Thirdly, language many many more times vituperative and violent than that used at JNU have led nowhere. Examples of extreme language not found seditious include:
A) “Today the dogs of the C.I.D are loitering round Barauni. Many official dogs are sitting even in this meeting………. To-day these Congress goondas are sitting on the gaddi due to mistake of the people……. These officail dogs will also be liquidated along with these Congress goondas.” (1962, SC , Kedarnath Singh)
B) “Khalistan Zandabad , Raj Keraga Khalsa and Hinduan Nun Panjab Chon Kadh Ke Chhadange, Hun Mauka Aya Hai Raj Kayam Karan Da (1985, SC Balwant Singh)
C) Active membership of a militant outfit called Alehad having the object of liberating Kashmir from India and involved in spreading communal hatred amongst Muslim youth and spreading misinformation regarding atrocities by Indian Army held not to constitute a section 124 A offense even though it may be covered by TADA (1997, SC Bilal Kaloo).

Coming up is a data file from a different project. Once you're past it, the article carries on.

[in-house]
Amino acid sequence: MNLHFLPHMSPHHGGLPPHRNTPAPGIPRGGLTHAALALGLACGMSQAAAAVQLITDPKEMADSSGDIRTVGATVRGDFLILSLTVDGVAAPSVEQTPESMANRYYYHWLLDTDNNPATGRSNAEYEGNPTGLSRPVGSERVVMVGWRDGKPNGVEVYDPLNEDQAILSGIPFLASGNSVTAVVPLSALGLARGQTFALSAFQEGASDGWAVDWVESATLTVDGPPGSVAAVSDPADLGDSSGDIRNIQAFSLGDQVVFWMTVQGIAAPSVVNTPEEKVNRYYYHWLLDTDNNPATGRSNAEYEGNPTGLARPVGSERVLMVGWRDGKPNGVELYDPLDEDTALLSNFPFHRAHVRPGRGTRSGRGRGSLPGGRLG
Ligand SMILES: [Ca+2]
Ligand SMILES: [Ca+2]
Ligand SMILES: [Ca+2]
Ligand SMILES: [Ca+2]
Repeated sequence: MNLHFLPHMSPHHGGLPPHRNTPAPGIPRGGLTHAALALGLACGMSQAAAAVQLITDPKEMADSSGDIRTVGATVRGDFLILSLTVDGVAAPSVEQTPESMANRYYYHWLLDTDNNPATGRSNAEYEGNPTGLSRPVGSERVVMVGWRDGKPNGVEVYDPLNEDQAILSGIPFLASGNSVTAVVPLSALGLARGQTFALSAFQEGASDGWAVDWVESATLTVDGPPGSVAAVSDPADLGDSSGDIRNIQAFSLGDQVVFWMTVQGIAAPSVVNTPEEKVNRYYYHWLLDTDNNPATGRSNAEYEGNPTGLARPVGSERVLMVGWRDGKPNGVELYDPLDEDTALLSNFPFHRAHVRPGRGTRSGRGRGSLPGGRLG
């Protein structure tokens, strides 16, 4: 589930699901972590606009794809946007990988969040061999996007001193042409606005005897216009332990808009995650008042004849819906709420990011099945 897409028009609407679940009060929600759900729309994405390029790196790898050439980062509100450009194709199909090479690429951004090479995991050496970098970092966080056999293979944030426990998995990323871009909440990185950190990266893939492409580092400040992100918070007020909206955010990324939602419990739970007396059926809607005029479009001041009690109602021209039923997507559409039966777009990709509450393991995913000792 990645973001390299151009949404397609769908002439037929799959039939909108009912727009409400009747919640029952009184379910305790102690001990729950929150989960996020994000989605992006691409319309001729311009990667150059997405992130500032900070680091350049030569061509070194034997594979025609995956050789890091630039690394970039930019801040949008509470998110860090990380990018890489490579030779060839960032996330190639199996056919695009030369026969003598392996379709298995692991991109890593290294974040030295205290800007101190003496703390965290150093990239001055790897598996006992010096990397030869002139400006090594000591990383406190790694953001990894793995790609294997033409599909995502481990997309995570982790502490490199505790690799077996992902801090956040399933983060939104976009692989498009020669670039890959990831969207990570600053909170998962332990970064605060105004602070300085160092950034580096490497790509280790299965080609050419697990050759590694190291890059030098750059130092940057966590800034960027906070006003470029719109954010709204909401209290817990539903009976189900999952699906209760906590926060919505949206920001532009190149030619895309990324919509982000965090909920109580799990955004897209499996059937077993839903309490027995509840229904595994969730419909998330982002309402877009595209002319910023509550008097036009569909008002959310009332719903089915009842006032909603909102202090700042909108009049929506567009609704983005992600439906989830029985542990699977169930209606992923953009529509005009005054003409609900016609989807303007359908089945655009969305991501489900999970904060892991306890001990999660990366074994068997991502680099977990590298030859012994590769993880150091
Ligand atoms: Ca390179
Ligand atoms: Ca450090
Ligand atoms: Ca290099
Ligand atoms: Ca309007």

Fourthly, the Apex Court has consistently held that a strong, even violent, verbal assault must establish a clear likelihood of public disorder or incitement and must be accompanied by overt acts likely to lead to public disorder and violence before section 124 A can even be attracted. This is a significant safeguard in favour of free speech, absent which every serious disagreement could be recharacterized as sedition.
Fifthly, sedition is a serious crime with a draconian maximum punishment of life imprisonment. Unless interpreted with minimum inbuilt safeguards and restrictions of having to prove a clear possibility of disorder, incitement and violence, the broad words of the section would permit an enormous amount of subjectivity and completely destroy free speech while allowing the authorities to selectively and subjectively target dissenters with severe punishment.